What just happened?

In case you haven’t heard, there are competitions to see who can solve a Rubik’s Cube the fastest. It’s called cubing. And there are sites where you can learn about it and pick up new techniques (such as the Fridrich Method) and advice, such as the importance of keeping your cube lubricated. Seriously. There’s even official Rubik’s Lube. The people who do it refer to themselves as cubers, and the activity of solving a Rubik’s Cube as cubing. And they are fast. Very fast, with some solving it in under five seconds.

There’s even a World Cube Association and they have regulations on how a cube must be scrambled.

Why am I bringing this up? Because as is or will be the case with everything eventually, they were all just bested by a robot. A robot that can solve a Rubik’s Cube so fast the eye can barely register it. In under one second, .887 seconds to be exact, the cube is turned from a random mishmash of colors to a thing of six-sided, solid color beauty.

It was done using an interesting process, in which two open-shutter cameras took a picture of three sides of the cube, an algorithm on a connected laptop worked out the solution, then passed that solution to an Arduino controller that executed the previously-determined solution. It did this by anchoring the center square of each side with an arm, while also using that arm to spin its respective side. It sounds far better if I just paste the description from the YouTube page:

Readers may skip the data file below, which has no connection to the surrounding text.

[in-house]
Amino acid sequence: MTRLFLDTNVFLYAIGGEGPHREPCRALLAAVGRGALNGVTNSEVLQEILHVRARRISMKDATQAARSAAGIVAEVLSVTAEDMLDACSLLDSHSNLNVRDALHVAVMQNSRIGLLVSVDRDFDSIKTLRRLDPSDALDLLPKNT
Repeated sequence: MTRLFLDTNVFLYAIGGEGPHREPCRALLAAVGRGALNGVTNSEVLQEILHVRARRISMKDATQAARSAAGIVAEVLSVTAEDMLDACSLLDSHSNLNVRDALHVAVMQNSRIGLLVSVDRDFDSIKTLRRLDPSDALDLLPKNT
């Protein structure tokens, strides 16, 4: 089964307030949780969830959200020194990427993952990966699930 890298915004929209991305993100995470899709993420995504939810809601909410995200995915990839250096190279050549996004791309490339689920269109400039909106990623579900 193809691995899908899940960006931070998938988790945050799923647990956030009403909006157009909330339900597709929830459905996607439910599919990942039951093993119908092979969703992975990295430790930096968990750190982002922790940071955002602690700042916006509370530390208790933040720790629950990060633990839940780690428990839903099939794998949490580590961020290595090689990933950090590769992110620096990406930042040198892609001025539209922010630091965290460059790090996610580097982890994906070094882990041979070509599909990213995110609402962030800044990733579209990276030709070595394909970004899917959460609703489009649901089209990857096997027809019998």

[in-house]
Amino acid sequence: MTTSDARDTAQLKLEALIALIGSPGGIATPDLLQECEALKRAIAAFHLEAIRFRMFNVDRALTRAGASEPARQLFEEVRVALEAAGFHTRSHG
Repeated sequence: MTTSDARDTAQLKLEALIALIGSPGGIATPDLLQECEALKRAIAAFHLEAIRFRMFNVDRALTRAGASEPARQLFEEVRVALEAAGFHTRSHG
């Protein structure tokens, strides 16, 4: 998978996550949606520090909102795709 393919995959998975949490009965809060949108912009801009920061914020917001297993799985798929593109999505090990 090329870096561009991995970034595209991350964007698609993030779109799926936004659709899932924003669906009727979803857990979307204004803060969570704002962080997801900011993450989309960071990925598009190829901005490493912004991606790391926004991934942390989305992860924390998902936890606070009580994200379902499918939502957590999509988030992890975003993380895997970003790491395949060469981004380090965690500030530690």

Prior to the world record attempt a WCA-conform modified speed cube was scrambled with a computer generated random array and positioned in the robot. Once the start button was hit two webcam shutters were moved away. Thereafter a laptop took two pictures, each picture showing three sides of the cube. Then the laptop identified all colors of the cube and calculated a solution with Tomas Rokicki’s extremely fast implementation of Herbert Kociemba’s Two-Phase-Algorithm. The solution was handed over to an Arduino-compatible microcontroller board that orchestrated the 20 moves of six high performance steppers. Only 887 milliseconds after the start button had been hit Sub1 broke a historic barrier and finished the last move in new world record time.

What’s truly amazing is that because it still utilized a multi-step process that handed off functionality two separate times, the time could still be significantly reduced! Watch the video, then watch it again because you’ll miss the actual solving-the-Rubik’s-Cube part. It’s quite incredible.


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